I was recently asked to compile a list of my five favourite music books for Scenestr Magazine – it was really hard to stop at 5! For the people who don’t live in the sunny capital of Brisbane I’ve put in the article below and added a few more for you too!
Rage to Survive by Etta James
Raw, candid and gripping (just like her vocals) Etta’s autobiography is rough and tough, and well worth a read. At times tear-jerking, at times a bit whingey, but at all times honest and heartfelt.
David Bowie Is by Victoria Broackes and Geoffrey Marsh (eds.)
I saw the incredible David Bowie Is exhibition at the V&A in London last year and my cheeks were sore afterwards from hours of grinning. If you missed the exhibition, owning this coffee table Bowie bible is the next best thing. Costumes, musings, rare pictures and insights into the amazing high-art pop culture God that is Bowie is totally worth a few quid.
Kylie: Fashion by Kylie and William Baker
Dolce & Gabbana, Jean Paul Gaultier, Christian Louboutin and Stella McCartney have all designed costumes for Kylie throughout her huge career. This book displays hundreds of incredible couture creations and also some unusual shots from lesser-known photo shoots including Kylie going grunge and posing with parrots. Viva la Kylie.
This Is Your Brain On Music by Daniel J. Levitin
For your brain surgery theory fix, digest this. This book explains in modern scientific terms why songs get stuck in your head (ear-worms darling) and why Mick Jagger has sex appeal. Not exactly gossipy poolside reading, but well worth a look. Q: The Autobiography of Quincy Jones
The absolute legend that is Quincy Jones shines through the pages of his autobiography. Covering his jazz roots as a horn player with Dizzy Gillespie to his producer days with Michael Jackson, Jones is an eloquent storyteller, humble and engaging. I would happily have lunch and shoot the breeze with this cat any day of the week.
The Cover Art of Blue Note Records: Graham Marsh and Glym Callingham
I am truly in love with the Blue Note sound and listen to pressings almost daily from this incredible jazz stable. I also adore the Blue Note aesthetic. I love the colour palates, the bold fonts, the type facing and character. The look is distinctive, timeless and iconic. This book is a stunning collection of covers collated lovingly and printed beautifully. It doubles as a dangerous shopping catalogue.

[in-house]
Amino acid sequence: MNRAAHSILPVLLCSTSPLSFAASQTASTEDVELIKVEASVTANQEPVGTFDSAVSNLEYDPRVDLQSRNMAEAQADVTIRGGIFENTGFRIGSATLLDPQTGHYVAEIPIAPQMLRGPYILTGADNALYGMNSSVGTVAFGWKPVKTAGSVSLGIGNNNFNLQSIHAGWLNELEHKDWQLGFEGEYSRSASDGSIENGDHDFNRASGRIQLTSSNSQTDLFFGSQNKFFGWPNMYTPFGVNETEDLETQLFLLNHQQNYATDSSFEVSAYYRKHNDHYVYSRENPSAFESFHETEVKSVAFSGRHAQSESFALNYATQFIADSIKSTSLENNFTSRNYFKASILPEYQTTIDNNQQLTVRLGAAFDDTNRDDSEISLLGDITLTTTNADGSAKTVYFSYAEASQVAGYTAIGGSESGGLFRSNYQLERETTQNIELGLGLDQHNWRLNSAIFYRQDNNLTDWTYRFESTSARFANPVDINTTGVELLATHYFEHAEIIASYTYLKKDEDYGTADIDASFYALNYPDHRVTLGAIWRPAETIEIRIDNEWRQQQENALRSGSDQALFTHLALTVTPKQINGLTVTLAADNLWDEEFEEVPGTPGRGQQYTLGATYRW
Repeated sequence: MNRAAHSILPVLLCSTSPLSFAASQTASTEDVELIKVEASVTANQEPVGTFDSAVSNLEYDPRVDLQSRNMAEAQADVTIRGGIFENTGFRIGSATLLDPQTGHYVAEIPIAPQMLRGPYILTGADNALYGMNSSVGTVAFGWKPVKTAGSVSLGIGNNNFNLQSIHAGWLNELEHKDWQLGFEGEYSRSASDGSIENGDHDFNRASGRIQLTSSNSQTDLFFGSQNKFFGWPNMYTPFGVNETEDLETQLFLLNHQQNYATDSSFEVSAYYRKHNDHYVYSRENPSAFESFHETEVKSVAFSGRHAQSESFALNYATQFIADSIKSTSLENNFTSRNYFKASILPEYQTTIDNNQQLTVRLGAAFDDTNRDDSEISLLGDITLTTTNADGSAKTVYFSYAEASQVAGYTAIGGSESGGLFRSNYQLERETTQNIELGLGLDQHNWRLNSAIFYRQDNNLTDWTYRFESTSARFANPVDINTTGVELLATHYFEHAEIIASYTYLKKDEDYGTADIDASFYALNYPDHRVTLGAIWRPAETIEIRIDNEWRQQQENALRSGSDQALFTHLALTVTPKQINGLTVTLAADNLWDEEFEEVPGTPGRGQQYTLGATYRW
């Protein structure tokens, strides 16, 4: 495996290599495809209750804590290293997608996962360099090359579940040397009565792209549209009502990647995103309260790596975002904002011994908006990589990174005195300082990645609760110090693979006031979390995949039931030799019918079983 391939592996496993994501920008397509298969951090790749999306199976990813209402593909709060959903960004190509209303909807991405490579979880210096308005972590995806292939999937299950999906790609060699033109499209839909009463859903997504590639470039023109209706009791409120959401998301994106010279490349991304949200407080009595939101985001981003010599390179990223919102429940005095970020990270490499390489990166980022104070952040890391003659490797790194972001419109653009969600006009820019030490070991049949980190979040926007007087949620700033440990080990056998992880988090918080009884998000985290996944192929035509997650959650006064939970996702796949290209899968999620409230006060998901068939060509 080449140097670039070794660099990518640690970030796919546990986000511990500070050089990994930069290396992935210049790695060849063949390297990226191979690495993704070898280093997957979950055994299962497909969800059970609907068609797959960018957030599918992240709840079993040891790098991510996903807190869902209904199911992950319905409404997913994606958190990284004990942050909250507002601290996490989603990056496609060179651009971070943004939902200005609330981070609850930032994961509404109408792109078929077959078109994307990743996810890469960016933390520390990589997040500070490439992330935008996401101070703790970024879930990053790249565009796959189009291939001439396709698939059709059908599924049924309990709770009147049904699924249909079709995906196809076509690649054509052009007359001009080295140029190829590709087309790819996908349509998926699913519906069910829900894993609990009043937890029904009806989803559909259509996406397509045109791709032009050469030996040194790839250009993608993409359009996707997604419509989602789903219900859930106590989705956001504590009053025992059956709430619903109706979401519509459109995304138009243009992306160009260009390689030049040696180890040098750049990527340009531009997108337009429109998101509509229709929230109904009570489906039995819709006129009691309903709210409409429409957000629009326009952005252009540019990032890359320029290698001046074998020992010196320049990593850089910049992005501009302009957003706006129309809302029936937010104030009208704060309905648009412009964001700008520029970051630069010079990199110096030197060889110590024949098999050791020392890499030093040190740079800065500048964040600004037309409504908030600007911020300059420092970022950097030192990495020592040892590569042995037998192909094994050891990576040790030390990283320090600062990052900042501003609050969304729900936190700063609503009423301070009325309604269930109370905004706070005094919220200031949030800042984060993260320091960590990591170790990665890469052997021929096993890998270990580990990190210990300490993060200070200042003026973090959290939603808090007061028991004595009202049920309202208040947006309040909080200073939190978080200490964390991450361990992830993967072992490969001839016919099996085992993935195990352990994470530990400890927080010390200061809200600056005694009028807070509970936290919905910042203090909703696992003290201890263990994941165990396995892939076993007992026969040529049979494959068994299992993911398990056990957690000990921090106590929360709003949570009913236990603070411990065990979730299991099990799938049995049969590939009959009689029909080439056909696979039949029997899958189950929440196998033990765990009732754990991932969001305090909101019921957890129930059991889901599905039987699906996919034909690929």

This book, released after the late great poet, songwriter and musician passed is a collated group of drafts, poems and memories in Gils own words. Childhood memories, musical musings and a detailed account of Gils’s tour with Stevie Wonder and their fight to make Martin Luther King’s birthday a public holiday. An inspired account of historical social change through music.
Miles: The Autobiography. Miles Davis with Quincy Toupe
Largely transcribed from interviews with Miles this book reads like Davis is talking straight to you. and talk straight he certainly does. No holds barred, Miles gives you his two bobs on basically everything. Who can play jazz (in his very definite opinion), who can’t, a detailed account of his love life, heart breaks, drug use, mistakes and triumphs. Every second word is a profanity so perhaps not one for the kids. At times confronting and at all times passionate and wildly honest.
Lastly I’d like to note that bar two of the above titles, all my copies of these books have been ‘borrowed’ and not returned by a bunch of different musician friends. I take that as a sign that they are such good reads no one wants to part with them! So perhaps don’t lend these out!
Check out the original post on Scenester here.